Image: New York City Public Schools chancellor nominee Cathleen Black
Seth Wenig  /  AP
The nominee for chancellor of New York City Public Schools, Cathleen Black, speaks while outgoing Chancellor Joel Klein, left, and Mayor Michael Bloomberg listen during a news conference Nov. 9 at City Hall in New York.
NBC News and news services
updated 11/26/2010 9:15:20 PM ET 2010-11-27T02:15:20

An official with knowledge of the decision says New York's education commissioner will grant media executive Cathleen Black a waiver to serve as chancellor of the nation's largest school system.

The official spoke to The Associated Press on condition of anonymity Friday because the announcement had not yet been made.

The decision opens the door for the Hearst Magazines chairwoman to succeed Schools Chancellor Joel Klein, who is leaving to take a job with News Corp.

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The city school system employs 87,000 unionized teachers and 1.1 million pupils.

Critics say that Black's lack of experience in public education and the secrecy surrounding her appointment could put her at a disadvantage.

Mayor Michael Bloomberg had faced criticism over his decision to appoint Black as chancellor because she does not have a background in education. In a letter Friday, he said Black would appoint a second-in-command with an educational background.

The official told the AP that Education Commissioner David M. Steiner, who was seeking a middle-ground to either denying or approving a waiver for Black, would grant the waiver Monday.

The brand new position would be filled by Shael Polakow-Suransky, a life-long educator who is currently the Deputy Chancellor for Performance and Accountability, according to a letter from Bloomberg to Steiner obtained by NBCNewYork.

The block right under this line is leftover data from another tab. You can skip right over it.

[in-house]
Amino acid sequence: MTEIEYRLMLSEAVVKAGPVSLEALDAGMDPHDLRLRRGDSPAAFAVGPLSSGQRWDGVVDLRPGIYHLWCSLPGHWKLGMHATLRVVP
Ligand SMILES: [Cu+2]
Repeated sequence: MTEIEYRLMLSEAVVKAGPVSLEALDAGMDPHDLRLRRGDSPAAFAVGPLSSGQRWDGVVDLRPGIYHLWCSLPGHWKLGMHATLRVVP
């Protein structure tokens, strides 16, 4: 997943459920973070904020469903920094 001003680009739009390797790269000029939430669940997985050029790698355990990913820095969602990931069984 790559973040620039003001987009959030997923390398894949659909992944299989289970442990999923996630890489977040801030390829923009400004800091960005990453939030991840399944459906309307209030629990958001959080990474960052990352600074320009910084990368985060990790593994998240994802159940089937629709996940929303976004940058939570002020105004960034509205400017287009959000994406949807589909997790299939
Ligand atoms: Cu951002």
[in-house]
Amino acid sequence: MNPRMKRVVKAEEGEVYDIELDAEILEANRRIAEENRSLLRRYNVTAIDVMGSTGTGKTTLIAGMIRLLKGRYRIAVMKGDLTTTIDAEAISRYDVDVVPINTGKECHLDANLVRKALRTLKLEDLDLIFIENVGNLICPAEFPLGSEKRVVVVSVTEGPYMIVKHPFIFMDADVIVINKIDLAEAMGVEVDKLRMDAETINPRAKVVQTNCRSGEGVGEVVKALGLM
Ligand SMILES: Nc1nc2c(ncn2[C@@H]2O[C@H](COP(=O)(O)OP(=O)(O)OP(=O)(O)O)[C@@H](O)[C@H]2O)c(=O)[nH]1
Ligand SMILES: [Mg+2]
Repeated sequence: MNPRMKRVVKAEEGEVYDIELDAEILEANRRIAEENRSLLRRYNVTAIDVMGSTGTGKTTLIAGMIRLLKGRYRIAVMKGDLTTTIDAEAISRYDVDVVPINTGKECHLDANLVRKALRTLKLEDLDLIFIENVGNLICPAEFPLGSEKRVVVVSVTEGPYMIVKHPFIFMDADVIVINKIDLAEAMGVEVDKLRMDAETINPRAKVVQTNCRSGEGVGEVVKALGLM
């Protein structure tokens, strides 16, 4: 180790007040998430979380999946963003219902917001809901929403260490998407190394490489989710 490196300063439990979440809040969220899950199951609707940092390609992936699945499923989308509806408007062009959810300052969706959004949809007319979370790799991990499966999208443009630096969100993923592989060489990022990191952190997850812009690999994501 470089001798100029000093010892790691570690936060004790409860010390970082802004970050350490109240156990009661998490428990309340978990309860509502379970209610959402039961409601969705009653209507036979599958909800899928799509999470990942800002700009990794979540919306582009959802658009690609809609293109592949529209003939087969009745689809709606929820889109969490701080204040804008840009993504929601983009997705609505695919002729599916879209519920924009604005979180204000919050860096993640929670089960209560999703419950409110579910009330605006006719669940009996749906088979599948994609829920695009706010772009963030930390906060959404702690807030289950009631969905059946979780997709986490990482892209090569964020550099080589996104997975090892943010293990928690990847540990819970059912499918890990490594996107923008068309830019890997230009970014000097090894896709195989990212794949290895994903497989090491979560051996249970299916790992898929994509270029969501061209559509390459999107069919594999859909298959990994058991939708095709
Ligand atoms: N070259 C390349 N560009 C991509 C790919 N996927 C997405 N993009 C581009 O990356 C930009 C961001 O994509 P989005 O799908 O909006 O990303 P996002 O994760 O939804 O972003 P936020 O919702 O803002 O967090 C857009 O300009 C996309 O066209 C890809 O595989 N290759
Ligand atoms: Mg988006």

Polakow-Suransky has worked as a middle school teacher, founder and principal of a high school as well as chief academic officer for a subset of schools.

Before chairing Hears Magazines, Black was publisher of USA Today.

A Quinnipiac University poll released Tuesday found that 51 percent of New York City voters surveyed said Black does not have the right experience to be chancellor. Just 26 percent said she does; 23 percent were undecided. The poll has a margin of error of plus or minus 2.7 percentage points.

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Three former mayors earlier stepped up to defend Black. A letter from Ed Koch, David Dinkins and Rudy Giuliani released said Black "certainly has an extraordinary track record of managing large organizations through trying circumstances."

Black had issued a statement thanking the former mayors and others "who have expressed their support both publicly and privately and put such faith in me."

Klein was a federal prosecutor before taking over. He had briefly taught sixth grade in the 1960s.

Civil rights lawyer Normal Siegel and Michael Mulgrew, president of the United Federation of Teachers, earlier decried Bloomberg's choice as an an abuse of power because of the mayor's secrecy ahead of announcing Black's appointment.

The Associated Press and NBC New York contributed to this report.

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